The U.S. Supreme Court is considering whether a coalition of civil rights advocates and lawyers can challenge a law that allows spying on citizens in the United States without a warrant in the name of counter-terrorism -- but unless Congress steps on the gas the law will expire on New Year's Eve, leaving the high court case hanging in midair.
The justices heard argument Oct. 29 on whether the coalition has "standing" to challenge the latest version of the Foreign Intelligence Surveillance Act. To challenge a government practice or law as unconstitutional, a plaintiff needs "standing." One acquires standing -- the right to sue -- by showing injury.
The Bush administration and the Obama Justice Department have argued individuals and organizations must be able to show they were monitored by the surveillance program to have standing and challenge it in court.
But the program's target list is secret. The U.S. government won't tell potential targets whether they have been monitored. Therefore, the government contends, no one has standing.
The 1978 Foreign Intelligence Surveillance Act was enacted after the Watergate scandal. Under a special court's supervision, it let the U.S. government secretly eavesdrop on U.S. citizens and others in the United States in intelligence investigations, especially when someone communicates with a foreign agent. It was originally passed to allow the government to collect foreign intelligence information involving communications with "agents of foreign powers."
The 2001 Patriot Act, enacted after the Sept. 11, 2001, terror attacks, expanded FISA to let the FBI get the personal records of targets from U.S. libraries and Internet service providers.
The real game change came in 2008. The FISA Amendments Act, abbreviated in court records as FAA, was enacted that year and extended the act for five more years.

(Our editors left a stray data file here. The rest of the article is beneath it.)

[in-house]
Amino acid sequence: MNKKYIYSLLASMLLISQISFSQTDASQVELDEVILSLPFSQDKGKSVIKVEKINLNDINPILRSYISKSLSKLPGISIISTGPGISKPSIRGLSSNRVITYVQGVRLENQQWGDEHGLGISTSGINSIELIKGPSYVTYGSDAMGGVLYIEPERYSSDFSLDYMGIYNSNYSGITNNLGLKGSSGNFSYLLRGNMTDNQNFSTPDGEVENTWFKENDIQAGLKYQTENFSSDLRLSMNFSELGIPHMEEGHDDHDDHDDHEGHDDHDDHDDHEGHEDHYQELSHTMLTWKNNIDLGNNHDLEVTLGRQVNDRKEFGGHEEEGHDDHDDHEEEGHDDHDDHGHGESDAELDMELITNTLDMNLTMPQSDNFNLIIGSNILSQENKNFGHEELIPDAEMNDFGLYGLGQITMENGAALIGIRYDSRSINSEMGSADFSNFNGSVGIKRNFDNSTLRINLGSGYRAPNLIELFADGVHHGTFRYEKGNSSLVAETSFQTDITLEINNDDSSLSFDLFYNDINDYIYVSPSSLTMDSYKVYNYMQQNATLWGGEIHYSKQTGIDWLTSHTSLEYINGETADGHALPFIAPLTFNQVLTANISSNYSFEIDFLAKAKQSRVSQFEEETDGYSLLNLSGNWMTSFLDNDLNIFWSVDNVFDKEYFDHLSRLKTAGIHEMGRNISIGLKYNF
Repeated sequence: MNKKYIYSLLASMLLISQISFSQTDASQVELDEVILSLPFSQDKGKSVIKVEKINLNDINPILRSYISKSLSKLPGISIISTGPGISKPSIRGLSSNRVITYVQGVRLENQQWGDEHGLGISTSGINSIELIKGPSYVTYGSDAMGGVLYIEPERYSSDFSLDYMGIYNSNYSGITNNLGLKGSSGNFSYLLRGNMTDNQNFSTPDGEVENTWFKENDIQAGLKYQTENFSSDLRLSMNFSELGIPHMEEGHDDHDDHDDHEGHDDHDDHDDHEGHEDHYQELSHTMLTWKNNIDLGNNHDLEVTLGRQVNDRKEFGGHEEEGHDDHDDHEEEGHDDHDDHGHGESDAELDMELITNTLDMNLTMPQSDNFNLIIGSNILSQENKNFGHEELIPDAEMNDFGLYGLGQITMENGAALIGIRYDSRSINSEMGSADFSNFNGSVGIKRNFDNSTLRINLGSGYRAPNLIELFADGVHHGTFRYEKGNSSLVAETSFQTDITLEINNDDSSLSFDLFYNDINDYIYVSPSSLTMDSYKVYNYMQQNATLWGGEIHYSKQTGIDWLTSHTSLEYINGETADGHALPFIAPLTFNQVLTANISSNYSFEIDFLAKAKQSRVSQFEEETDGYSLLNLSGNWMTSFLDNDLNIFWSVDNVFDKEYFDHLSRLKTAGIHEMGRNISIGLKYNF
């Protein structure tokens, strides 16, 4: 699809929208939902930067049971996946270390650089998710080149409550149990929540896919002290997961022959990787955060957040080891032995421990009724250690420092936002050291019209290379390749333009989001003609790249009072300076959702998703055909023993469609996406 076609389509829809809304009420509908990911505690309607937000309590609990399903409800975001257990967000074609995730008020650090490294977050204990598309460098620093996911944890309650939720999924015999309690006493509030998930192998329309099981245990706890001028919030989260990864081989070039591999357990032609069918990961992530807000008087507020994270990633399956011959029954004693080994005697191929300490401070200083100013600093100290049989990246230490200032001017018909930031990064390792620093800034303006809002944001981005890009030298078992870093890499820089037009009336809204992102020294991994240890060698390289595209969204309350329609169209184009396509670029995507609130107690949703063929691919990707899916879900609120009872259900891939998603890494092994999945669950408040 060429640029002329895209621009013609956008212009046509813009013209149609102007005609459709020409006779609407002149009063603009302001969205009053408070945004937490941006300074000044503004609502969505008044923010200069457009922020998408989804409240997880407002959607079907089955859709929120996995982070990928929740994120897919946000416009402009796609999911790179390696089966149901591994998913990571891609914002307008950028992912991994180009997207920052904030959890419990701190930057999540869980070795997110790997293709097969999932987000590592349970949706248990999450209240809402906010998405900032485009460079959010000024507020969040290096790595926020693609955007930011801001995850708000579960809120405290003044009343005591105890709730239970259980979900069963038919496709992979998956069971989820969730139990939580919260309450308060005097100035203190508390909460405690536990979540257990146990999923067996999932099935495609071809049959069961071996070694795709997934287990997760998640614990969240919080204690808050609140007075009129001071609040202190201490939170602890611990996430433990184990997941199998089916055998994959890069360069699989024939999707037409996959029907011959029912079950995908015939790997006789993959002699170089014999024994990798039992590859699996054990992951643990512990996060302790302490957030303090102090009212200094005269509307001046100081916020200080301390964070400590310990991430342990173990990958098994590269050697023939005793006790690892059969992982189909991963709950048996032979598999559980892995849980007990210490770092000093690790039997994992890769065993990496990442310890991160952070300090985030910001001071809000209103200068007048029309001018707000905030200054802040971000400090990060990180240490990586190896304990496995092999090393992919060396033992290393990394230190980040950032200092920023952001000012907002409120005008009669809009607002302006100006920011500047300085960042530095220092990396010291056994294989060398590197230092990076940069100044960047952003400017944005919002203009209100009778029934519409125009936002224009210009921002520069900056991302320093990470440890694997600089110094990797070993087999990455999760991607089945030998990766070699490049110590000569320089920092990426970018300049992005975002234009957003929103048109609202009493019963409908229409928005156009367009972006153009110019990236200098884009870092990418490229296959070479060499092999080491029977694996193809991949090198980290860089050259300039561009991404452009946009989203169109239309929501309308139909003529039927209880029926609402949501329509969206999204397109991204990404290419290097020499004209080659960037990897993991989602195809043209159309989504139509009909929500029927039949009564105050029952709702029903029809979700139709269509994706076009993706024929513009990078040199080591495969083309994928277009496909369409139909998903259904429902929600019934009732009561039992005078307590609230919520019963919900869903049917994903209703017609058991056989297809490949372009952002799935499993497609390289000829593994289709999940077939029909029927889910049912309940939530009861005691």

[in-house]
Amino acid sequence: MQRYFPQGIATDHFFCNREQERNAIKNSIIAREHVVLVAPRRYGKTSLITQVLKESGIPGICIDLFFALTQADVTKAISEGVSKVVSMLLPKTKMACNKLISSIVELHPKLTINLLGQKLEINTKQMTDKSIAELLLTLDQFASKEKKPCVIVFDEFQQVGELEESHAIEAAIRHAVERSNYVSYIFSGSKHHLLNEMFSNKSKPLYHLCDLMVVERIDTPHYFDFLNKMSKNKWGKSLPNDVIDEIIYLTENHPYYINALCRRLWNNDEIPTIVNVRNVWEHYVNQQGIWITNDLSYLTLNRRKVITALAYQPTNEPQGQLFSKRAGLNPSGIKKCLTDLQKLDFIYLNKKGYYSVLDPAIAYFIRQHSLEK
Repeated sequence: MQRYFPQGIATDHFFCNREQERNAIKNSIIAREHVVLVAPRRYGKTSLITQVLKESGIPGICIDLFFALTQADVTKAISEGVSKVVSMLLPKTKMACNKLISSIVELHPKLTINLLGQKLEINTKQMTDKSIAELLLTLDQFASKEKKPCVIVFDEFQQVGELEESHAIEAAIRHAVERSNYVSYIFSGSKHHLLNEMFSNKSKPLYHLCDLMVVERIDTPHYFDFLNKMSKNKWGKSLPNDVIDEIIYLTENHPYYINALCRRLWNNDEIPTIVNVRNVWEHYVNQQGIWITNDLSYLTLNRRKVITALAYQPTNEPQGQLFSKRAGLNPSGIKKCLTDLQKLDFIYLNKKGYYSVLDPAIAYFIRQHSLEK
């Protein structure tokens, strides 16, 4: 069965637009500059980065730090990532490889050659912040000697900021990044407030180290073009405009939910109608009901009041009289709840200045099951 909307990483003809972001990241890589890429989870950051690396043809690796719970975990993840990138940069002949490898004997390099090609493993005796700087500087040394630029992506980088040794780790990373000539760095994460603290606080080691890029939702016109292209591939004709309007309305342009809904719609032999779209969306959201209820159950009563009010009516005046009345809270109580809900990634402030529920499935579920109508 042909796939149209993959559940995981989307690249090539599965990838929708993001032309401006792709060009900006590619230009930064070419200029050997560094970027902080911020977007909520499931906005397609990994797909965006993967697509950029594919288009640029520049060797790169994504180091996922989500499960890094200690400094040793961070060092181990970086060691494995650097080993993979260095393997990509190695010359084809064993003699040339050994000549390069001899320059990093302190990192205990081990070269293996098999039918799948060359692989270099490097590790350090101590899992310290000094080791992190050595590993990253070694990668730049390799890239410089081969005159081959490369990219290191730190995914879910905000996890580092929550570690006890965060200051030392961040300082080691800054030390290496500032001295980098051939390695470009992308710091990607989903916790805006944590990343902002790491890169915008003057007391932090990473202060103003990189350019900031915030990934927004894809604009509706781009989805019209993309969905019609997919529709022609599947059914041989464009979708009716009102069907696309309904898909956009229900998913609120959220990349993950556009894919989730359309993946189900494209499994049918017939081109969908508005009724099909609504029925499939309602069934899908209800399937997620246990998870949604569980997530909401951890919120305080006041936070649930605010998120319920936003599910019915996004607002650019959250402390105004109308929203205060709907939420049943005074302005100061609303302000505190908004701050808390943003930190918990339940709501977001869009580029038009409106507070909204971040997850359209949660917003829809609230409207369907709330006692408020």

Now the law allows the government to eavesdrop on U.S. electronic communications -- phone calls, e-mails and other forms -- without a warrant in the United States as long as one end of the communication is outside the United States.
But the act is facing its own "cliff" at the end of the year unless Congress acts.
The U.S. House voted 300 to 118 in September to extend the law for five years. No one is suggesting the U.S. Senate will not vote to extend the law as well, though the upper chamber may do some trimming.
The Senate Intelligence Committee approved last June without amendment a five-year renewal of the intelligence surveillance authorities of the law. In September, however, the Senate Judiciary Committee amended the extension of the proposed re-enactment to let this version expire in 2015, instead of 2017 as the administration requested, FAS Secrecy News reported.
Secrecy News is produced by the Federation of American Scientists.
The judiciary committee voted to further require the Inspector General of the Intelligence Community to review the implementation of the FISA Amendments Act "with particular regard to the protection of the privacy rights of United States persons," Secrecy News reported. The inspector general would also be required to issue an unclassified summary of the review.
A similar amendment offered by Democrats was rejected by the Senate Intelligence Committee.
Meanwhile, conservatives are urging the Senate to get moving before the law expires.
Most Popular Stories
- Supreme Court Rules Against Arizona Registration Law
- Entries for the 2013 Social Media Leadership Awards
- Guns Are Hot in California
- George Zimmerman Arrest Viewed Differently According to Race
- Edward Snowden Wrong About Hong Kong, Some in Territory Say
- El Paso Symposium Offers Help to Startups
- U.K. Spied on G20 Emails, Phone Calls
- Social Media in the Public Sector
- Icelandic Whalers Head Out to Sea
- Boeing, Airbus Vie for Big Orders at Paris Air Show